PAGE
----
“Look at me, Look at me” – Rewriting Google Analytics Tracking Codes

A couple of quick post hoc thoughts to add to Google/Feedburner Link Pollution:

1) there’s an infoskills issue here based on an understanding of what proxied links are, what is superfluous in a URI (Google tracking attributes etc);

2) there’s fun to be had… so for example, @ajcann recently posted on how students are Leicester are getting into the bookmarked resource thing and independently “doing some excellent work on delicious, creating module resources”: Where’s the social?.

Here’s the original link as polluted by Feedburner (I clicked through to the page from Google Reader):

Normally, I would have stripped the tracking cod from the link I made above to Alan’s post. Instead, I used this:

(The campaign element is the category I used for this post, the content is the shortcode for the post.)

Don’t ya just love it: tracking code spam :-)

So I’m thinking – maybe I need a WordPress plugin that will preemptively clean all external links of Google tracking codes and then add my own ‘custom’ tracking stuff on instead (under the assumption that the linked to site is running Google Analytics. If it isn’t, then the annotations are just an unsightly irrelevance, or noise in the URI…

Author: Tony Hirst

I'm a Senior Lecturer at The Open University, with an interest in #opendata policy and practice, as well as general web tinkering...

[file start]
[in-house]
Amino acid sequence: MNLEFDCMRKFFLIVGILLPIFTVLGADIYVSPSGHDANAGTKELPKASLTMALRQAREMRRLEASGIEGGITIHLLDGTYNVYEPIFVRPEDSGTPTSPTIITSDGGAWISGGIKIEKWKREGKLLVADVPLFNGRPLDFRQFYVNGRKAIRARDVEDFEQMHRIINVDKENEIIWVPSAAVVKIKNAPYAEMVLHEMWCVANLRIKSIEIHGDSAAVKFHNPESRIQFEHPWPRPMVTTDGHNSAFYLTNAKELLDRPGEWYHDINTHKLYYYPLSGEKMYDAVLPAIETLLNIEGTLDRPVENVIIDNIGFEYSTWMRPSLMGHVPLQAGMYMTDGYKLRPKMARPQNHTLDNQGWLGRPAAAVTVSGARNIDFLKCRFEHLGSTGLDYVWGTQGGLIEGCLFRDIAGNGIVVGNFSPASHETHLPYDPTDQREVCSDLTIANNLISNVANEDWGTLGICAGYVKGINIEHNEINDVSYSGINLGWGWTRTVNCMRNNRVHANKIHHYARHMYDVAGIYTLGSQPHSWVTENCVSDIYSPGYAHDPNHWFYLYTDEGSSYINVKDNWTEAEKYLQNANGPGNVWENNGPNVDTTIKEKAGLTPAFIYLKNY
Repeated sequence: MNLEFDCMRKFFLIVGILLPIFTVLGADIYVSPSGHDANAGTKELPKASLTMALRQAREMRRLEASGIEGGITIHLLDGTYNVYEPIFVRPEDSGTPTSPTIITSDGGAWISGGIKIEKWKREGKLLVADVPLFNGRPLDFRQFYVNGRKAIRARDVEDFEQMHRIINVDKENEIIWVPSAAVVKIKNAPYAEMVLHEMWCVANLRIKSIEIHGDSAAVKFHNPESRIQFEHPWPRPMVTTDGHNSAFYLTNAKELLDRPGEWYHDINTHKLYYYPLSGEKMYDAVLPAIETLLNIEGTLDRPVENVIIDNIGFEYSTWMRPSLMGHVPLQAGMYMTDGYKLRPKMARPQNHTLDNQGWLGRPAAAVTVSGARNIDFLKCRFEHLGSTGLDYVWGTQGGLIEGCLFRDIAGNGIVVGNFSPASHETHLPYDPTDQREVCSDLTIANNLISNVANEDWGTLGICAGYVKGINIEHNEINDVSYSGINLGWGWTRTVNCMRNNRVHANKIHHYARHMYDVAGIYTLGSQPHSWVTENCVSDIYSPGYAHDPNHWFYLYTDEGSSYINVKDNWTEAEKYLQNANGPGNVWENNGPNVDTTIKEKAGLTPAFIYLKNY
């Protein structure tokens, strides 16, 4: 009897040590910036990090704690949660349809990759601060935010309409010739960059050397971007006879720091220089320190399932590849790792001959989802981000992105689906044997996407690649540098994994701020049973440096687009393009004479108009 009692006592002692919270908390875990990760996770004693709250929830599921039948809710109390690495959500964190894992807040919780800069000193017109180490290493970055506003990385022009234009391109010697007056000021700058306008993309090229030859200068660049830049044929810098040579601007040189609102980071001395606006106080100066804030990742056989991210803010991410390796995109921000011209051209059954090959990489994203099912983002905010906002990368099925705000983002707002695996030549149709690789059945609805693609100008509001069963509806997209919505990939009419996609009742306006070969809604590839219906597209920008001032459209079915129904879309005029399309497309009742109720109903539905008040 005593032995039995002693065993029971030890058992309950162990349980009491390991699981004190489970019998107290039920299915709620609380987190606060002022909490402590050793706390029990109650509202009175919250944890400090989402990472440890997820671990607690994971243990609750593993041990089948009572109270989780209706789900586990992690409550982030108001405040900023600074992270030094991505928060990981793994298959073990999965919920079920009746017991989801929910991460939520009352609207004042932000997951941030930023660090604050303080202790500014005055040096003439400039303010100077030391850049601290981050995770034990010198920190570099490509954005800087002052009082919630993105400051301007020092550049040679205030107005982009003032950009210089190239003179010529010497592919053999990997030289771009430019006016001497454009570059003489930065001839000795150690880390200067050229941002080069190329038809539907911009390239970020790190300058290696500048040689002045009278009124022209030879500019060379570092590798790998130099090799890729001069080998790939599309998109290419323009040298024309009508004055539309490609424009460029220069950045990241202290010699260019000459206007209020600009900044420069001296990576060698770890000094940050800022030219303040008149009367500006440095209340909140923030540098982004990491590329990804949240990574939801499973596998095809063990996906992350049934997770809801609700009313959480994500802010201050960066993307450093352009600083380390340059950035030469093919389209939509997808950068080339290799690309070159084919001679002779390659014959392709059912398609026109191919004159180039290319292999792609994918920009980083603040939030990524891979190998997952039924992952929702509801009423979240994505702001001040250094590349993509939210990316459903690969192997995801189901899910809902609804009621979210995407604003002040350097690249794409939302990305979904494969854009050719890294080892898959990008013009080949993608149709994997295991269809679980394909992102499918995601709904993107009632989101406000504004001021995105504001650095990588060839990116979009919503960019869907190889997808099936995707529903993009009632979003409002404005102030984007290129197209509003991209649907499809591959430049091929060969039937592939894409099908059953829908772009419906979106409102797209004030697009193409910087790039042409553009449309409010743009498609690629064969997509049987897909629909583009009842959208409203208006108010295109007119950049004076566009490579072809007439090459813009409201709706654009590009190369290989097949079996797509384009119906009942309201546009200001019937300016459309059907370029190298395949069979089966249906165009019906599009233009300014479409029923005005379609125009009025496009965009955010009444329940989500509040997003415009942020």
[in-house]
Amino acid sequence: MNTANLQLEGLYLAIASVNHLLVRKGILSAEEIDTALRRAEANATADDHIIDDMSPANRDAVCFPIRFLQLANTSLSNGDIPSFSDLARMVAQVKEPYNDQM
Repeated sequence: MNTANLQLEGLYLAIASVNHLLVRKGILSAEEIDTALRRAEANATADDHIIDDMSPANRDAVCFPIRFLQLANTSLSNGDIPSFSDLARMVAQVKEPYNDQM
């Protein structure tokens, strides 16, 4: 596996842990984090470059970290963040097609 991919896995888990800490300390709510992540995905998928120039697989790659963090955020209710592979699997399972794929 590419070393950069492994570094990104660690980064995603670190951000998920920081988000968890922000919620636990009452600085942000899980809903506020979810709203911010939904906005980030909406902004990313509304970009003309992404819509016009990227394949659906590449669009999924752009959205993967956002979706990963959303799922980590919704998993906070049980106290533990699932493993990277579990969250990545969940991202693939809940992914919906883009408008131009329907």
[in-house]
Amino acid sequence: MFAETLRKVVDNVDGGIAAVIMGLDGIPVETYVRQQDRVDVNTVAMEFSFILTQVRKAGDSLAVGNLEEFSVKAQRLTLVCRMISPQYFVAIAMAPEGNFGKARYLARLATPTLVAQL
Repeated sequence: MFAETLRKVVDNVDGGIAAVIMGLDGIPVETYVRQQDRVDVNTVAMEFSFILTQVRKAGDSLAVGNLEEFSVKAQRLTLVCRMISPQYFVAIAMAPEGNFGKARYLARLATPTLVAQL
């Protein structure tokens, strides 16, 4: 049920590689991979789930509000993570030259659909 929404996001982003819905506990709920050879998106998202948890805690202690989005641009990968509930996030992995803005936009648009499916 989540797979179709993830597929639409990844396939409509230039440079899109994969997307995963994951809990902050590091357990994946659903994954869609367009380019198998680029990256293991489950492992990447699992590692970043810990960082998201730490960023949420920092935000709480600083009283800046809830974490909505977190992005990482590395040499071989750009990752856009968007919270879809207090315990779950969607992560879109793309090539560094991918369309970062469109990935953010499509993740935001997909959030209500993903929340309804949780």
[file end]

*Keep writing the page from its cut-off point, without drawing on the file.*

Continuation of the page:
2 thoughts on ““Look at me, Look at me” – Rewriting Google Analytics Tracking Codes”

  1. “Don’t ya just love it: tracking code spam”

    I normally just remove all that appended info. It never occurred to me to “customize” it. That’s very clever ;-)

  2. I’d quite like a browser plugin/extension that strips the UTM tracker arguments from a URI before making the request to the server to get the page. I’ve seen a few that claim to do it but only after getting the page – with the aim of giving you a “clean” URI in the address bar and in your browser history. That’s useful, but I’d like to stop sending the information to the server in the first place. I suppose a tool that substitutes the argument values with randomised spam values would work too :)

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